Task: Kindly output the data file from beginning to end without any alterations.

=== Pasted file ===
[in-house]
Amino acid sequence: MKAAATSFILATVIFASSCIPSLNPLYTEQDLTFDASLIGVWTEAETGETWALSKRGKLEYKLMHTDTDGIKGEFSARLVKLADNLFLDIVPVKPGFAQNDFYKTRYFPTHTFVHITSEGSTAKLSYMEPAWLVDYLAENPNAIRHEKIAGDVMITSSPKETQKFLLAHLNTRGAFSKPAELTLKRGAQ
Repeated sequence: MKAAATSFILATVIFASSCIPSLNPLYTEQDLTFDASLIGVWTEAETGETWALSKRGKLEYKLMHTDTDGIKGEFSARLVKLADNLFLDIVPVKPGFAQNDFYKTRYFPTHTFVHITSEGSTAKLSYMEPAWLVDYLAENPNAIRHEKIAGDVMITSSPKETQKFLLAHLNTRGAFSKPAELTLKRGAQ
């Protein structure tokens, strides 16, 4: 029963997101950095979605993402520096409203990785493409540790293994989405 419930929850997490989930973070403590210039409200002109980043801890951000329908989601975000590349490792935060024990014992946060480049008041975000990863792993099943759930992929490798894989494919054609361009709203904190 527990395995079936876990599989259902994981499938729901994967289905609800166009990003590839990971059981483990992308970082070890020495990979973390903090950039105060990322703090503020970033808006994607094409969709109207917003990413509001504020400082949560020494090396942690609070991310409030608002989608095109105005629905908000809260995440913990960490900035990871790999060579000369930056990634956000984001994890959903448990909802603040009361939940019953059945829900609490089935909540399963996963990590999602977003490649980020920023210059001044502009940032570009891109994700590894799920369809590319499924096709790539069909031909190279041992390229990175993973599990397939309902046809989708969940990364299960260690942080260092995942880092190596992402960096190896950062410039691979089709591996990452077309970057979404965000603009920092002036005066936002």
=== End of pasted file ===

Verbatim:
[in-house]
Amino acid sequence: MKAAATSFILATVIFASSCIPSLNPLYTEQDLTFDASLIGVWTEAETGETWALSKRGKLEYKLMHTDTDGIKGEFSARLVKLADNLFLDIVPVKPGFAQNDFYKTRYFPTHTFVHITSEGSTAKLSYMEPAWLVDYLAENPNAIRHEKIAGDVMITSSPKETQKFLLAHLNTRGAFSKPAELTLKRGAQ
Repeated sequence: MKAAATSFILATVIFASSCIPSLNPLYTEQDLTFDASLIGVWTEAETGETWALSKRGKLEYKLMHTDTDGIKGEFSARLVKLADNLFLDIVPVKPGFAQNDFYKTRYFPTHTFVHITSEGSTAKLSYMEPAWLVDYLAENPNAIRHEKIAGDVMITSSPKETQKFLLAHLNTRGAFSKPAELTLKRGAQ
């Protein structure tokens, strides 16, 4: 029963997101950095979605993402520096409203990785493409540790293994989405 419930929850997490989930973070403590210039409200002109980043801890951000329908989601975000590349490792935060024990014992946060480049008041975000990863792993099943759930992929490798894989494919054609361009709203904190 527990395995079936876990599989259902994981499938729901994967289905609800166009990003590839990971059981483990992308970082070890020495990979973390903090950039105060990322703090503020970033808006994607094409969709109207917003990413509001504020400082949560020494090396942690609070991310409030608002989608095109105005629905908000809260995440913990960490900035990871790999060579000369930056990634956000984001994890959903448990909802603040009361939940019953059945829900609490089935909540399963996963990590999602977003490649980020920023210059001044502009940032570009891109994700590894799920369809590319499924096709790539069909031909190279041992390229990175993973599990397939309902046809989708969940990364299960260690942080260092995942880092190596992402960096190896950062410039691979089709591996990452077309970057979404965000603009920092002036005066936002």